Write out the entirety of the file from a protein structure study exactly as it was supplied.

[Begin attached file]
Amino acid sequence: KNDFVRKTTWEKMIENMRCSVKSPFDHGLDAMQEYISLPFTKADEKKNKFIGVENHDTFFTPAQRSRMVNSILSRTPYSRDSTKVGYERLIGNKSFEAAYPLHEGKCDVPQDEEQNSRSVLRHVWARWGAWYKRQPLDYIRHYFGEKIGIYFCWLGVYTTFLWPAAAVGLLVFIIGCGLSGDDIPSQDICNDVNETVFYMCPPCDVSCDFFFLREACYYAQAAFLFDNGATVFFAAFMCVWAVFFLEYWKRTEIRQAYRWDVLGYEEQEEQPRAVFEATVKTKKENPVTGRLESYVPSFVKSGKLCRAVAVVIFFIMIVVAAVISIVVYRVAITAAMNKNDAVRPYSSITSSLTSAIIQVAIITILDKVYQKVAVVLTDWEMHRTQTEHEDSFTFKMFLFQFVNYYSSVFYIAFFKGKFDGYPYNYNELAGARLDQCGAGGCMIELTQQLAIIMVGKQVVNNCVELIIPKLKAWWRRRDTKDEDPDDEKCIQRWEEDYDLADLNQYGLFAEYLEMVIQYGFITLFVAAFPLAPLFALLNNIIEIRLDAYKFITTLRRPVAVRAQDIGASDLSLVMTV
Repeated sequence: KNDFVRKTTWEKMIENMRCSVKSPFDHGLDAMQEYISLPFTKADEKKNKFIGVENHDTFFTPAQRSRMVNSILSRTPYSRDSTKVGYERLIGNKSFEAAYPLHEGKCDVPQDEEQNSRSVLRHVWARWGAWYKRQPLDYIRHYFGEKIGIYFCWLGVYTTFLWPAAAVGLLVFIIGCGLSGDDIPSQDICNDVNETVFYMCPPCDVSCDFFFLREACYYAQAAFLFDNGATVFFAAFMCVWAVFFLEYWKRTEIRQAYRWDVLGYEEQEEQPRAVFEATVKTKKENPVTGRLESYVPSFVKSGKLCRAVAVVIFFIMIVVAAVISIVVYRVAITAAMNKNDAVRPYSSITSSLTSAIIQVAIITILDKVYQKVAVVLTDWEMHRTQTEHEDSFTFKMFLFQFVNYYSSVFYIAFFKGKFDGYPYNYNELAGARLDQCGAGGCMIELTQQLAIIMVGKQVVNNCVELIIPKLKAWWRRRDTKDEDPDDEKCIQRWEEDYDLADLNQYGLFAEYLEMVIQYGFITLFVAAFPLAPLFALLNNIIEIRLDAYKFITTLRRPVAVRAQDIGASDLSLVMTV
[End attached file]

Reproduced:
Amino acid sequence: KNDFVRKTTWEKMIENMRCSVKSPFDHGLDAMQEYISLPFTKADEKKNKFIGVENHDTFFTPAQRSRMVNSILSRTPYSRDSTKVGYERLIGNKSFEAAYPLHEGKCDVPQDEEQNSRSVLRHVWARWGAWYKRQPLDYIRHYFGEKIGIYFCWLGVYTTFLWPAAAVGLLVFIIGCGLSGDDIPSQDICNDVNETVFYMCPPCDVSCDFFFLREACYYAQAAFLFDNGATVFFAAFMCVWAVFFLEYWKRTEIRQAYRWDVLGYEEQEEQPRAVFEATVKTKKENPVTGRLESYVPSFVKSGKLCRAVAVVIFFIMIVVAAVISIVVYRVAITAAMNKNDAVRPYSSITSSLTSAIIQVAIITILDKVYQKVAVVLTDWEMHRTQTEHEDSFTFKMFLFQFVNYYSSVFYIAFFKGKFDGYPYNYNELAGARLDQCGAGGCMIELTQQLAIIMVGKQVVNNCVELIIPKLKAWWRRRDTKDEDPDDEKCIQRWEEDYDLADLNQYGLFAEYLEMVIQYGFITLFVAAFPLAPLFALLNNIIEIRLDAYKFITTLRRPVAVRAQDIGASDLSLVMTV
Repeated sequence: KNDFVRKTTWEKMIENMRCSVKSPFDHGLDAMQEYISLPFTKADEKKNKFIGVENHDTFFTPAQRSRMVNSILSRTPYSRDSTKVGYERLIGNKSFEAAYPLHEGKCDVPQDEEQNSRSVLRHVWARWGAWYKRQPLDYIRHYFGEKIGIYFCWLGVYTTFLWPAAAVGLLVFIIGCGLSGDDIPSQDICNDVNETVFYMCPPCDVSCDFFFLREACYYAQAAFLFDNGATVFFAAFMCVWAVFFLEYWKRTEIRQAYRWDVLGYEEQEEQPRAVFEATVKTKKENPVTGRLESYVPSFVKSGKLCRAVAVVIFFIMIVVAAVISIVVYRVAITAAMNKNDAVRPYSSITSSLTSAIIQVAIITILDKVYQKVAVVLTDWEMHRTQTEHEDSFTFKMFLFQFVNYYSSVFYIAFFKGKFDGYPYNYNELAGARLDQCGAGGCMIELTQQLAIIMVGKQVVNNCVELIIPKLKAWWRRRDTKDEDPDDEKCIQRWEEDYDLADLNQYGLFAEYLEMVIQYGFITLFVAAFPLAPLFALLNNIIEIRLDAYKFITTLRRPVAVRAQDIGASDLSLVMTV